Kandiyohi County Board: More transportation funding is needed

Kandiyohi County Board believes more transportation funding is needed in west-central Minnesota

Reader Opinion letter

Minnesota legislators have been touring the state this fall, to receive a first-hand look at important public assets, and state-owned infrastructure that is wearing out. This work was in preparation for a capital bonding bill which will be considered in the 2020 session.

Bonding is important to Kandiyohi County and the surrounding region for the purpose of funding local roads and bridges. Without bonding our levies may likely increase. In Kandiyohi County alone, we have six deficient bridges.

The Association of Minnesota Counties has made transportation funding its number one priority for several years. We urge legislators to work together to address long-term, sustainable funding to provide a safer and more efficient system.

Transportation funding should not be a partisan issue. Nor should it be a rural/metro issue.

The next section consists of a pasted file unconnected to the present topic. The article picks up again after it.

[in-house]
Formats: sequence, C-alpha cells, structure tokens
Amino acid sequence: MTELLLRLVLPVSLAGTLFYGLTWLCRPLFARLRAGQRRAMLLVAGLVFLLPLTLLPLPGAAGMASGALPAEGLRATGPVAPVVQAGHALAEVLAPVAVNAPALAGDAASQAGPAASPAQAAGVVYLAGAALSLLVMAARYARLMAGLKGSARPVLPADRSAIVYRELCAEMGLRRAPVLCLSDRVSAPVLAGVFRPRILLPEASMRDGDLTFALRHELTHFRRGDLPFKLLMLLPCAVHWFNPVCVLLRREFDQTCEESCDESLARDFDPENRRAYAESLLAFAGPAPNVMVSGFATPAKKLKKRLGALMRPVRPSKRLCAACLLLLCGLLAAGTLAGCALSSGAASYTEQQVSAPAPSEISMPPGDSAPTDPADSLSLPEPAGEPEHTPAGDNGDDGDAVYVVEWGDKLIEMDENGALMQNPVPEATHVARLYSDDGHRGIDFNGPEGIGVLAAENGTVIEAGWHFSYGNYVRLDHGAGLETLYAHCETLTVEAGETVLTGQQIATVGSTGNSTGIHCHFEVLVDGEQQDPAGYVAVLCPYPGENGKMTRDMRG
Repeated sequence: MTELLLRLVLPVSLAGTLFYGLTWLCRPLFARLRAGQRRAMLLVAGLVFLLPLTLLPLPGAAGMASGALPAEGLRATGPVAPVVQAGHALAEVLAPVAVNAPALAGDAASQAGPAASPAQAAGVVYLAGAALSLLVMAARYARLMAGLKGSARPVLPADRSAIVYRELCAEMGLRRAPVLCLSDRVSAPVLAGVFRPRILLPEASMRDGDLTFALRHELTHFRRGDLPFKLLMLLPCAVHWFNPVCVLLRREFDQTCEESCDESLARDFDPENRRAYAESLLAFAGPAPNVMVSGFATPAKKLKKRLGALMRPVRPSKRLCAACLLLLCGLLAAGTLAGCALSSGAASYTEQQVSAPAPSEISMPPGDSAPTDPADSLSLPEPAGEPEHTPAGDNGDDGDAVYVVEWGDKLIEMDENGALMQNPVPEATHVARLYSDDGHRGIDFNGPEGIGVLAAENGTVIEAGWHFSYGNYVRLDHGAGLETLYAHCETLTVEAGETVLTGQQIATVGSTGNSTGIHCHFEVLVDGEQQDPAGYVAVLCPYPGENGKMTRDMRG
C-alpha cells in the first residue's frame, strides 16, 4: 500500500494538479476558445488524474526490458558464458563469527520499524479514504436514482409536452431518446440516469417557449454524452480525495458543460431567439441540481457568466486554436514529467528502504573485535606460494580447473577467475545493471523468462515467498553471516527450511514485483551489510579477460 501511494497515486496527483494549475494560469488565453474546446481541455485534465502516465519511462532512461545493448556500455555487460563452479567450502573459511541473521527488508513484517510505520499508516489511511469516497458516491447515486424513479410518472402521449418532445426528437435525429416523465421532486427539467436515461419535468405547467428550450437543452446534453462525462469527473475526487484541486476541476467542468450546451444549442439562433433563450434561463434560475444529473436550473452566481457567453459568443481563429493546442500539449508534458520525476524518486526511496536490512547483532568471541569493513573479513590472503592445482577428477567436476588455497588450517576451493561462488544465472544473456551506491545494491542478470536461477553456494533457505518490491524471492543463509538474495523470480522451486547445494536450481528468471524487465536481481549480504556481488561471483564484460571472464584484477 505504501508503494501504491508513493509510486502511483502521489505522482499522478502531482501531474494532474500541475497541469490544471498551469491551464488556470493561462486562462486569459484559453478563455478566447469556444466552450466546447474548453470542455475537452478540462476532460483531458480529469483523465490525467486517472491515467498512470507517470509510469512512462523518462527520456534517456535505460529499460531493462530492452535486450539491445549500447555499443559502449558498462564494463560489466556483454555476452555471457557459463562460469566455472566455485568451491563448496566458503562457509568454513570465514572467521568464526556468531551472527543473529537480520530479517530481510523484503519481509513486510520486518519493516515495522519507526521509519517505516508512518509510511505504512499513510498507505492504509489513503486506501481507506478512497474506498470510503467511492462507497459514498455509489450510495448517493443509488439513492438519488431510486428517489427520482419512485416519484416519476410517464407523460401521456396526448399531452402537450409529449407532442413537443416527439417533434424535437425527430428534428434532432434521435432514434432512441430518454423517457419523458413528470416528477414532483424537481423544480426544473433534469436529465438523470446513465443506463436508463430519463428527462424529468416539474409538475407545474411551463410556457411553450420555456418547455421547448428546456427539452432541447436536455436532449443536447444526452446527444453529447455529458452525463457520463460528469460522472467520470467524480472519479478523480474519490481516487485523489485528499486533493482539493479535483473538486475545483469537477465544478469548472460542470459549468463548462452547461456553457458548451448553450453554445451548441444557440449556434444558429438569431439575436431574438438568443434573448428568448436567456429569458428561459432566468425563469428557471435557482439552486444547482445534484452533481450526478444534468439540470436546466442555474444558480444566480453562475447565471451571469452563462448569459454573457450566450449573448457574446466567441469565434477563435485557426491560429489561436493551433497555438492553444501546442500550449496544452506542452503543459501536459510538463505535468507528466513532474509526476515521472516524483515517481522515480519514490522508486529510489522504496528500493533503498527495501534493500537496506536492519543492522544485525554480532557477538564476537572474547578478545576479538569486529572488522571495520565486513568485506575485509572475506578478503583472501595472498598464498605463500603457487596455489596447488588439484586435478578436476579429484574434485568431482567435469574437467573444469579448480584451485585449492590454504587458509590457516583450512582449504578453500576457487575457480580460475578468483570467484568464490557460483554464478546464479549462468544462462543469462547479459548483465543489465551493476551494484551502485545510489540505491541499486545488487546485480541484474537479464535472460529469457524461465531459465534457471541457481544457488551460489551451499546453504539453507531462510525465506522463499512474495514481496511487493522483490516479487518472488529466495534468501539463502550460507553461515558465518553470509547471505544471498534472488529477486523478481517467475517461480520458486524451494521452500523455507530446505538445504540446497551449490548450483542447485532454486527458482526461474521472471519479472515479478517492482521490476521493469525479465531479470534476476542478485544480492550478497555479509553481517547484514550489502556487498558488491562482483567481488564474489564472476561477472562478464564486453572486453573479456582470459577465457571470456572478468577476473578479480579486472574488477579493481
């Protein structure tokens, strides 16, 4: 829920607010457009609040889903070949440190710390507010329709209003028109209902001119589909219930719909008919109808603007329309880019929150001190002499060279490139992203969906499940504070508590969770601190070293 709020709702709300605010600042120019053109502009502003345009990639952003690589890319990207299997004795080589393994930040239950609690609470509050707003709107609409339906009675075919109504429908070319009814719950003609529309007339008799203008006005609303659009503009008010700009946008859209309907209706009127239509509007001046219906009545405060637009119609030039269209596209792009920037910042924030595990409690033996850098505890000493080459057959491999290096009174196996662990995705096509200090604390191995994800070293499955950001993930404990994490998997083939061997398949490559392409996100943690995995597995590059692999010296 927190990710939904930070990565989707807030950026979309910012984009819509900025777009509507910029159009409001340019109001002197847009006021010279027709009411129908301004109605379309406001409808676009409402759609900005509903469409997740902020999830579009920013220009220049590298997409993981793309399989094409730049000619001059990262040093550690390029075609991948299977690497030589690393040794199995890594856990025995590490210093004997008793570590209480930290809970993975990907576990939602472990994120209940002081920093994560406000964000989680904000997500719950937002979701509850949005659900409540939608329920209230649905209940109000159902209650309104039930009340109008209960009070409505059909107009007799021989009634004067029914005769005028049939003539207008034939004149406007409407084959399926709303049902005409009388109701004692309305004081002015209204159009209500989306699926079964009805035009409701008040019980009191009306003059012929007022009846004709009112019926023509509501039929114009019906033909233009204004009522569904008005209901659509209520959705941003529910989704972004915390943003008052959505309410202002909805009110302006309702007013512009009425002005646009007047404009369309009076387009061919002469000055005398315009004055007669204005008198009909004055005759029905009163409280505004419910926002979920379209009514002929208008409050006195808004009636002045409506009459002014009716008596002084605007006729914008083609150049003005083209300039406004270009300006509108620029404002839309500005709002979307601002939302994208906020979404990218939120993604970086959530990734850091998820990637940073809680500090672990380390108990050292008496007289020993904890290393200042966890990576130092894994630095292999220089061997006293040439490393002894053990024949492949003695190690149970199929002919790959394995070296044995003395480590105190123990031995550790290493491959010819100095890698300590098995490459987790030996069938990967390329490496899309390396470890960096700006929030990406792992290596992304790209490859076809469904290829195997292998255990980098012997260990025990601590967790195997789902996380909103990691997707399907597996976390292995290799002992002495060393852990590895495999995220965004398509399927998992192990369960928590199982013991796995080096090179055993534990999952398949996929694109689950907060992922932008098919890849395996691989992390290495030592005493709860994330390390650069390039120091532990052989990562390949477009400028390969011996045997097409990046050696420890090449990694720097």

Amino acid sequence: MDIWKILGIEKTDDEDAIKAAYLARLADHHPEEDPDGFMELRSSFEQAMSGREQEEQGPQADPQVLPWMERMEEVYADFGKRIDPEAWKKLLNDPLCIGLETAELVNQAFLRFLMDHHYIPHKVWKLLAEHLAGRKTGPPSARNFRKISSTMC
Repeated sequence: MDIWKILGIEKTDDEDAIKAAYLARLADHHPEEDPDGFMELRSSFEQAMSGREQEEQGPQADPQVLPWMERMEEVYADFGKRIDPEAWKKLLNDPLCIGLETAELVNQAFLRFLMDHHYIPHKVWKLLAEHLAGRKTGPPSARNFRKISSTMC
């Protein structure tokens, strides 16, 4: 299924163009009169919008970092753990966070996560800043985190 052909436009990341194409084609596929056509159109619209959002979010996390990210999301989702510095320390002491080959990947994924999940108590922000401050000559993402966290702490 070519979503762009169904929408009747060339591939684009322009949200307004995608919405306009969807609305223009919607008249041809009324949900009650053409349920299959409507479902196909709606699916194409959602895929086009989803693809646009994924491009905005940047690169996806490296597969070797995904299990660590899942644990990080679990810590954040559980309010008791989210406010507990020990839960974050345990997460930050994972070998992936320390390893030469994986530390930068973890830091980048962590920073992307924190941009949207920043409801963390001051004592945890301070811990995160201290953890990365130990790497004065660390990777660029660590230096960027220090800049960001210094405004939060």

In 2008, Legislators on both sides of the aisle recognized that shoring up bur key transportation corridors was important to increasing our safety and strengthening our economy.


You will recall that one year earlier, the l-35W bridge collapsed. The eight cent per gallon gas tax increase was part of a ten-year plan that had bipartisan support.

To be sure, today, a user fee (gas tax) is not the only tool in the toolbox. By working together to identify those tools Minnesota leadership can once again move forward with transportation.

The 2008 bipartisan effort was successful. It allowed for increased efficiency in the movement of goods to market, and perhaps more importantly, increased safety.

Soon, Minnesota will be 12 years removed from our last ambitious transportation, package. Now it is time to look forward to the next decade and beyond.

Our safety and economic well-being is dependent on sustainable transportation funding. We urge you to keep Minnesota safe and prosperous.

Kandiyohi County Board of Commissioners

Roger Imdieke, Corky Berg, Steve Ahmann, Rollie Nissen and Harlan Madsen

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